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What to do with your old NEMA 14-50 plug adapter...Make a universal plug!

Discussion in 'Model S: Battery & Charging' started by KJennerator, Apr 27, 2014.

  1. KJennerator

    KJennerator Member

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    My dad was doing some experimenting with the UMC to discover how it determines which adapter is plugged into it. The goal was to get 24 amps from a 120V source without buying the proper adapter from the Tesla store. It turns out that the two communication pins (shown in the picture below) have a resistance across them, and this resistance tells the UMC which voltage and current it should look for.

    adaprer drill and assemble parts.jpg adapter assemble and set to 30k.jpg

    Drill till you get an open between ground and sense. Adjust the pot to 30k Ohms and it will take 120-240vac at 24amps.

    What do you guys think?
     
  2. scaesare

    scaesare Active Member

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    Yup, he is correct in how it works...

    There's a post around here somewhere that has the values spelled out... I can't find it at the moment, but it should give you what you need.

    Please be careful to label things appropriately...
     
  3. FlasherZ

    FlasherZ Sig Model S + Sig Model X + Model 3 Resv

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    Note that on older cars 120V charging is limited to 20A max. Only recently have we seen a car that can charge at 24A when 120V is present, otherwise the car's software limits it to 20A, no matter what pilot signal you present to the car.
     
  4. KJennerator

    KJennerator Member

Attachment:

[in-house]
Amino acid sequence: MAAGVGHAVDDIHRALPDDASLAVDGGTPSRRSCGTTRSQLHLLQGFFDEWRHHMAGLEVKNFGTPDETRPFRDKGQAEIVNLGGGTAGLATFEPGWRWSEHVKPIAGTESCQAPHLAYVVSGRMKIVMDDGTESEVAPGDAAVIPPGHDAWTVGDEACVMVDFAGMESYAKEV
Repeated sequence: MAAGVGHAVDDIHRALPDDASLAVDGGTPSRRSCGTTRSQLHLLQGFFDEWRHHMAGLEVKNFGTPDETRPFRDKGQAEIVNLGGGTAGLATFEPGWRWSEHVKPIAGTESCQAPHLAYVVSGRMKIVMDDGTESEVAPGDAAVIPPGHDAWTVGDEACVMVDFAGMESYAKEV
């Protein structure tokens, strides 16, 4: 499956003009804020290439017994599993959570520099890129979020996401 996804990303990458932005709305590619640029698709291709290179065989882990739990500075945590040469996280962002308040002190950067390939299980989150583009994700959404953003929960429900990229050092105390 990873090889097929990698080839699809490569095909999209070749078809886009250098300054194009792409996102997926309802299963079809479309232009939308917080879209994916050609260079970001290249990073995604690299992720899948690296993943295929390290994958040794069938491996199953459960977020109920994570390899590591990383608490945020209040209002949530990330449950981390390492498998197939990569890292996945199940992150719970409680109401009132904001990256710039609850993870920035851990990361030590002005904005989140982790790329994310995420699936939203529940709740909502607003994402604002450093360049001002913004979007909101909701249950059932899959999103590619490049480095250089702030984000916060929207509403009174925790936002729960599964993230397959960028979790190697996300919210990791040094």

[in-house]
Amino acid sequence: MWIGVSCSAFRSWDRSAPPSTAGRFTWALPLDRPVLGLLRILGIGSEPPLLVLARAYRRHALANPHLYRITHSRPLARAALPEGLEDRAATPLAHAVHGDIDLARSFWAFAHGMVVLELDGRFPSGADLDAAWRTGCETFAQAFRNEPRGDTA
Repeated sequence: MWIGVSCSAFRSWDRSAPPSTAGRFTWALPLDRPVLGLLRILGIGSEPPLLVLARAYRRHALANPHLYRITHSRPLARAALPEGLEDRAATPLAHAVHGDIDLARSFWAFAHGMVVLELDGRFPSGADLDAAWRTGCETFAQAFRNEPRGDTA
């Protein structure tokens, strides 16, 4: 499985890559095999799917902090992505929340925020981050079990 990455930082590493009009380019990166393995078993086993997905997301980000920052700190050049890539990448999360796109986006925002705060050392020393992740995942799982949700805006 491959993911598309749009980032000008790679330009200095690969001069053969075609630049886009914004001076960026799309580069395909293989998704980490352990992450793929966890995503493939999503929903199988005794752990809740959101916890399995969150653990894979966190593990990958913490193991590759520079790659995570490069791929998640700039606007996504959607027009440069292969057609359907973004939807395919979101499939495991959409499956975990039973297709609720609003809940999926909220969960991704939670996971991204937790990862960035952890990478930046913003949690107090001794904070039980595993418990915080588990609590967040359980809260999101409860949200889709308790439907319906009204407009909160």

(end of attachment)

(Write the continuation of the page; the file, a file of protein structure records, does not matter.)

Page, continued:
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    Our early 2013 production charged at 24 amps on 120v by changing resistances across ground and sense on the standard 120 socket.
     
  5. gaswalla

    gaswalla P4201/85/airsusp/pano/19i

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    The irony of tesla spending money to send new adapters for safety, and thus resulting in creating projects like this
     
  6. qwk

    qwk Model S P2681

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    Exactly my thoughts.
     
  7. FlasherZ

    FlasherZ Sig Model S + Sig Model X + Model 3 Resv

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    You'll never stop the innovators from "innovating" when it saves $10 or 10 minutes at the risk of life and property safety. :) It's not just in Tesla-land, it's everywhere. Read electrical or construction forums, someone asks "can I do this?", the reply from experts is "that is against code and would be extremely unsafe", and then that someone begins to argue how it's not really unsafe and the code-writers are secretly agents of <his-hated-political-party-here>. All the experts can do is note that there are insurance and liability implications, strongly warn against it, and pray the poster doesn't lose his life or the life of a family member, or his home.
     
  8. JPP

    JPP Active Member

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    ...and when TM does NOT get the old adapters back, and when there is an issue with the old ones (melting, fire, etc), who's fault is it?
     

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